“This is so…weird.” Indrani squinted at the fungus, bit his lip nervously. “I mean, I know I’ve been raised in a rather insular place, but this is weird right? Or maybe I’m being uh, ethnocentric. Fungalphobic…” He chuckled nervously, wondering if he was about to meet a mold-based lifeform or some other flora-based being.
Above them, at the highest arc of the gate, one of the orb ship’s panels bloomed open, all of its other panels shifting in a graceful tesselating pattern to accommodate the breach. A small single object emerged.
“Oh! Sun? There’s some movement on that ship.”
Sun turned the head of the Shell within their avatar, fixating on it like a predatory bird. Their shipself locked onto the object with their sensors and ran it through every sweep available.
Limbs extending from the entity, four, moving in a natural way. Humanoid? The proportions seemed off, scraping the edge of the range of genetic possibility for an adult human. Its short arms and legs sprouted from its pill-shaped body like an infant’s; in standard gravity, it might stand only a meter tall. But it clambered across the orb’s panels with shocking speed and dexterity, especially if it was wearing—
“We’ve got a person,” Sun replied. “Vacuum suited. So the ship does have a crew.” The stranger’s suit didn’t look like the uniform of any ship, company, or organization they recognized, but even from this distance, the shock of color was obvious against the muted green and dull black of the ship’s surface.
Indrani tried to crane his neck around to spot the person, but couldn’t without adjusting his trajectory. “What’re they—?”
“Pardon me,” a deep voice suddenly said, filling Indrani’s helmet. “We’re in the middle of a symphonic cycle, and to be interrupted during the process would cause grave complications to our study.”
Indrani blinked and looked at Sun questioningly. “Oh, we’re quite sorry,” Indrani offered, adjusting his jets to ease himself onto the exposed habdeck. Tiny motes filled the empty space around them, hovering around the surfaces of the wreckage. Ahead of them was an airlock door, a green light flickering brightly above it signaling that it was, for the moment, functioning.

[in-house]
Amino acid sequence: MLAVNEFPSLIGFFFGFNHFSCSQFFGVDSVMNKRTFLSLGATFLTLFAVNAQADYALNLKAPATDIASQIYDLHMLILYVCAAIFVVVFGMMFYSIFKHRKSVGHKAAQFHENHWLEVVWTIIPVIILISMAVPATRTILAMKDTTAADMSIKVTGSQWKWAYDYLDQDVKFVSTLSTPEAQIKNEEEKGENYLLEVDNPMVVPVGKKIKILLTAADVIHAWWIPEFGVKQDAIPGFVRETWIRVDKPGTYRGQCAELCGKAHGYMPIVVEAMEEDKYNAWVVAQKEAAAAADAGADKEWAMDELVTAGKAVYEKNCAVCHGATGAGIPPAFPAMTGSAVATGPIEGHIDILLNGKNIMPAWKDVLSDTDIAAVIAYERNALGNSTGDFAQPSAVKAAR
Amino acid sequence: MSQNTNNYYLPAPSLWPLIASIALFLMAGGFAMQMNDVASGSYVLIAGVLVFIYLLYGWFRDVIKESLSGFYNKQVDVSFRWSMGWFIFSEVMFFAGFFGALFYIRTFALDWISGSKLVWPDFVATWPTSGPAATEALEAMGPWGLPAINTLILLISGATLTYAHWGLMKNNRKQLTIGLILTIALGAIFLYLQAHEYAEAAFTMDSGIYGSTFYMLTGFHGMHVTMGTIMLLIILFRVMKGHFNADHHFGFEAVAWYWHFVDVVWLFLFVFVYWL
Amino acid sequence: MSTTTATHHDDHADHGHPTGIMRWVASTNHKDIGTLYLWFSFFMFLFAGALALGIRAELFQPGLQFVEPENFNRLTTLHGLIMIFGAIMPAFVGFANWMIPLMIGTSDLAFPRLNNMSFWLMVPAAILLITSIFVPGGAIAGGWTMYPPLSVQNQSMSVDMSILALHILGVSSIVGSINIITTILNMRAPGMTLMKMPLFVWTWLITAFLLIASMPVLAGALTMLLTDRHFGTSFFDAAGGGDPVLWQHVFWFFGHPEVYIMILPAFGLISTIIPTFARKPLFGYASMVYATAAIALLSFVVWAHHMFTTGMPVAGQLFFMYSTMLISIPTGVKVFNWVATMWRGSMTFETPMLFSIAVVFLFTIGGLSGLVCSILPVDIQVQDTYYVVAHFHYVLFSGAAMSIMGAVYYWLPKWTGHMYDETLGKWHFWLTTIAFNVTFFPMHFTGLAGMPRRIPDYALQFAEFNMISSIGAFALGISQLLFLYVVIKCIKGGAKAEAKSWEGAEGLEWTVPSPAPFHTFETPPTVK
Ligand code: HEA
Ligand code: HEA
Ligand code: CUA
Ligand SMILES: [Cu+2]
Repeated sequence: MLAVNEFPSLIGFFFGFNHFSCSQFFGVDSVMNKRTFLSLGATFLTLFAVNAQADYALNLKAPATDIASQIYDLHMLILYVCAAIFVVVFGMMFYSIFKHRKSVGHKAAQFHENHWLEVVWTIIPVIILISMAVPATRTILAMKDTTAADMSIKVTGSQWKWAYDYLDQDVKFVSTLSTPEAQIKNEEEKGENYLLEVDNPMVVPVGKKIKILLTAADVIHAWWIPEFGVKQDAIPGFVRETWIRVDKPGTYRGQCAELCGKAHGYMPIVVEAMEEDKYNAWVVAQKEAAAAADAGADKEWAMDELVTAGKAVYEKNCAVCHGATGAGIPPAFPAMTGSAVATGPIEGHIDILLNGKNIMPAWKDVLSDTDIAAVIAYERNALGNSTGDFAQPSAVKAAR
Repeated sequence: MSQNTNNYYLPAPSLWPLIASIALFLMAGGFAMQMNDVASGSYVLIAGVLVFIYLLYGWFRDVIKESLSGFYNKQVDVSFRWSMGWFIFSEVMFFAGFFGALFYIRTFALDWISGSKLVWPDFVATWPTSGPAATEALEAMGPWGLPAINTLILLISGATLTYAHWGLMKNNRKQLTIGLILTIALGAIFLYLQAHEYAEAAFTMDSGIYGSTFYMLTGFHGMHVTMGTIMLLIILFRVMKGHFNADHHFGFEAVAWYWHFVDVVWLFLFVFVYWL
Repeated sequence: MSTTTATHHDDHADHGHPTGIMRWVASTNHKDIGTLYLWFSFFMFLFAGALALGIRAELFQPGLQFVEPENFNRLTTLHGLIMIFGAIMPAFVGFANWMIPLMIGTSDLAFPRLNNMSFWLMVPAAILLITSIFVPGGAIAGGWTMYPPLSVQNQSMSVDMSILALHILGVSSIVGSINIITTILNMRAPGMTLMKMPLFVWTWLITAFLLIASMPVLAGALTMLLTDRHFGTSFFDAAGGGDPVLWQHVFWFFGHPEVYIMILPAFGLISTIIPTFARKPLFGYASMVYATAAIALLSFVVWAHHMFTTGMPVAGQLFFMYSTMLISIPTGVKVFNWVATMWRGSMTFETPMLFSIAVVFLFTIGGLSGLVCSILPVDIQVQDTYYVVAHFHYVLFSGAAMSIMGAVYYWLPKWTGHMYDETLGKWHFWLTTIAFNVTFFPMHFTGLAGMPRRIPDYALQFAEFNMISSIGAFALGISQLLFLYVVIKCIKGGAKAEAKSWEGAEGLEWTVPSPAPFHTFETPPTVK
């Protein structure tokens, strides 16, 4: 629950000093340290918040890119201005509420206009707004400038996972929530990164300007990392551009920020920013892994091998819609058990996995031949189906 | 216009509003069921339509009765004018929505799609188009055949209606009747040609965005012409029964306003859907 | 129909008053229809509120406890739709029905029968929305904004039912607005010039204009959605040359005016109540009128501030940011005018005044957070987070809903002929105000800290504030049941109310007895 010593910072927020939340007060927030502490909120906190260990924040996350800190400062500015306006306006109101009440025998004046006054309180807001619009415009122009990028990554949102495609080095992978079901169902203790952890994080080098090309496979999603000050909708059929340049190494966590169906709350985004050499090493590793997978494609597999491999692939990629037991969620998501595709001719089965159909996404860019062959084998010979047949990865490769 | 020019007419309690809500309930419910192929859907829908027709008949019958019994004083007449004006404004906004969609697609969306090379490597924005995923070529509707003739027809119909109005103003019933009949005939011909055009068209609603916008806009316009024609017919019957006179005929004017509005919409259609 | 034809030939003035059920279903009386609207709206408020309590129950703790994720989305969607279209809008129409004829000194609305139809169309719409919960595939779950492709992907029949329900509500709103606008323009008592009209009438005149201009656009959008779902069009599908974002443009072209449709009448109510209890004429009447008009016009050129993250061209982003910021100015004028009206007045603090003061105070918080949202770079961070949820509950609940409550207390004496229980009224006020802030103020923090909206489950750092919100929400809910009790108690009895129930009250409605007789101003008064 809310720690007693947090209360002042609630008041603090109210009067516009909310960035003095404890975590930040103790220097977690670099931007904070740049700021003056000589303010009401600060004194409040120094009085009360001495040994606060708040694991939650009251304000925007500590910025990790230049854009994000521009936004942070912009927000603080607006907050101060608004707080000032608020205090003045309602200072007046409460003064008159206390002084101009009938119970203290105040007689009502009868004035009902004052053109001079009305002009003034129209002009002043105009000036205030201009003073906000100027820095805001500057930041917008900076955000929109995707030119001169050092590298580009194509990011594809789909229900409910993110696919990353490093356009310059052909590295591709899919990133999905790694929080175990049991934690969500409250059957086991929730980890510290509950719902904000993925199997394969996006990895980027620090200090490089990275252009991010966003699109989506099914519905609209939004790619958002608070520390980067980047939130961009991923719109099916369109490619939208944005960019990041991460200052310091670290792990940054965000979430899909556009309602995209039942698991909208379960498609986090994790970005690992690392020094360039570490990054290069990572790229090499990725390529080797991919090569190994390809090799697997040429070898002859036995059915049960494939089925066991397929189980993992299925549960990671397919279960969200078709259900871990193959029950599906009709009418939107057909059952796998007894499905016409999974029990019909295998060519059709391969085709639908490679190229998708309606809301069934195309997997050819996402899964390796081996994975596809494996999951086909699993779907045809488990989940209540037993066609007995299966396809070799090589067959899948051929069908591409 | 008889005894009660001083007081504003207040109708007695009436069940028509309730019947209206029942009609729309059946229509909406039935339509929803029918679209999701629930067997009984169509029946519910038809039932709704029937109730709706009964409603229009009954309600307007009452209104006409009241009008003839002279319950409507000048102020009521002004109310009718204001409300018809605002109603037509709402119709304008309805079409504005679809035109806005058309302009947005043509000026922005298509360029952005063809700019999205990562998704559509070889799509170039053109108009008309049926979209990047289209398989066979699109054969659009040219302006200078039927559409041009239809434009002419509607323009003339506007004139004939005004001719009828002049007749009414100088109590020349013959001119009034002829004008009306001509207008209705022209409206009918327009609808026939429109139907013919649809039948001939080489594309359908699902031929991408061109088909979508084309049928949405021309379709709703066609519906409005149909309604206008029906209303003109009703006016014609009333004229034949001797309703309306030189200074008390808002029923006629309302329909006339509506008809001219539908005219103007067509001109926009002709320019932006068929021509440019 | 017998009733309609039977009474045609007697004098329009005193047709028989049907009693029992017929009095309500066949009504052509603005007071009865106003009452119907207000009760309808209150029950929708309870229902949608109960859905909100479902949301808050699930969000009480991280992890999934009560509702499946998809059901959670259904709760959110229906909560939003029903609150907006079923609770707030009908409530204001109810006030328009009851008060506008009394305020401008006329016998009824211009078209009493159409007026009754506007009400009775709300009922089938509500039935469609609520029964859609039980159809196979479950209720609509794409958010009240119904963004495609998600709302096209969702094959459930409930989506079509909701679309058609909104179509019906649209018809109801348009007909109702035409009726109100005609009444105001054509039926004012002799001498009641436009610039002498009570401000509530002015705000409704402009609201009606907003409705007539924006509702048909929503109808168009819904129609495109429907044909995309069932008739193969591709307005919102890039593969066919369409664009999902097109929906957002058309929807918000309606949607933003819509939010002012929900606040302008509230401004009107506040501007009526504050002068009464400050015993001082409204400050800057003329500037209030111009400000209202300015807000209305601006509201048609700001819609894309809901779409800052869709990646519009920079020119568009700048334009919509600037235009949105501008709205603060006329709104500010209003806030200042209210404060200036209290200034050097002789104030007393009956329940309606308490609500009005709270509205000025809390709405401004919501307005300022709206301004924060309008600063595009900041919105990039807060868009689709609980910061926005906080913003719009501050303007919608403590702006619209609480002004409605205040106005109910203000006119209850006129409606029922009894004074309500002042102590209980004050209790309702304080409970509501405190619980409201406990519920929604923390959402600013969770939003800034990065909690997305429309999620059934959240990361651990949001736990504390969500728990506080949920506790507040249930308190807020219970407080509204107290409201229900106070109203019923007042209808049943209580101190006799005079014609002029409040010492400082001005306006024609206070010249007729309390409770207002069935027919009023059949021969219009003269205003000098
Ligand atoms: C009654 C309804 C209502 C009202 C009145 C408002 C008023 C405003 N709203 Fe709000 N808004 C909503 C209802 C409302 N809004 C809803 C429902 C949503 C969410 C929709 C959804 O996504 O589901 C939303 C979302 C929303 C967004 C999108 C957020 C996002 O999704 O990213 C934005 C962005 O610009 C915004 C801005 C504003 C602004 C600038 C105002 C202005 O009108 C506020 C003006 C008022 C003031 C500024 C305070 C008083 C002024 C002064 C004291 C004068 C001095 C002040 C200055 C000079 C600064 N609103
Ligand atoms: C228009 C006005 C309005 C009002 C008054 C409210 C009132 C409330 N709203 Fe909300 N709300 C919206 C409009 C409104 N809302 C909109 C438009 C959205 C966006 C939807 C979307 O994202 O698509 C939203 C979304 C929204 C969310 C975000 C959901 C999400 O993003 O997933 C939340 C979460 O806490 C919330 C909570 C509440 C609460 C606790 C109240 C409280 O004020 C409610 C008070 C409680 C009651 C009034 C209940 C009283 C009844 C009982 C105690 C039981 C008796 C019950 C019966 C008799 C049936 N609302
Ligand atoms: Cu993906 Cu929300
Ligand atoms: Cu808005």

“You had better get inside,” the deep voice said, exhaustion clear in the tone. “The new batch of spores will begin adhering to the closest surfaces soon.”
“Izzat the new guys you’re talking to?” a new voice piped loudly into the comms channel. “What, d’they land in the section we’re cycling right now? I’ll be right over!”
“Unfortunately, yes,” the deep voice said mournfully. Ahead of Indrani and Sun, the habdeck airlock flashed and then began to slide noiselessly open. A curtain of feathery mycelium hung like a curtain within the airlock chamber, with many long, branching pale filaments binding to the metallic structure.
“Is this safe?” Indrani asked, jettisoning himself slowly into the airlock. Whatever was inside the habdeck seemed less terrifying than the floating cloud of spores the voice had described.
“It’s fine, the roots won’t bond to you,” the deep voice said tiredly. “Come on in. My assistant will be with you shortly…”
Sun secured their tethers to a loop of exposed metal and unclipped them. Before joining Indrani in the airlock, they rifled through every sensor at their disposal on both ship and Shell for more information about their hosts. They studied the mycelium stretching from the ceiling as closely as surreptitious glances would allow, while their shipself’s cameras scanned the exterior of the structure. The figure climbing across the surface of the orb had somehow started going even faster, dipping around an extended plate and disappearing out of sight. Where did they go? Who were these two, anyway?
The door began its (to Sun) ponderously slow closing sequence when a flash of color darted from the gate surface to the habdeck and rolled into the airlock. Sun reacted, turning to face the intruder as they swooped their other arm around Indrani. Indrani had barely begun his surprised gasp when Sun finally recognized the small, round figure and the stubby arms they raised.
“Whoa, take it easy! Youse guys are fast! You see how fast they moved?” This last remark was probably meant for the other one on the channel.
“Indeed,” the voice sighed. The airlock gave an unpleasant series of beeps before it flashed green again. The inner door opened jerkily behind them. “Come on in, then. We haven’t any gravity on this habdeck, unfortunately.”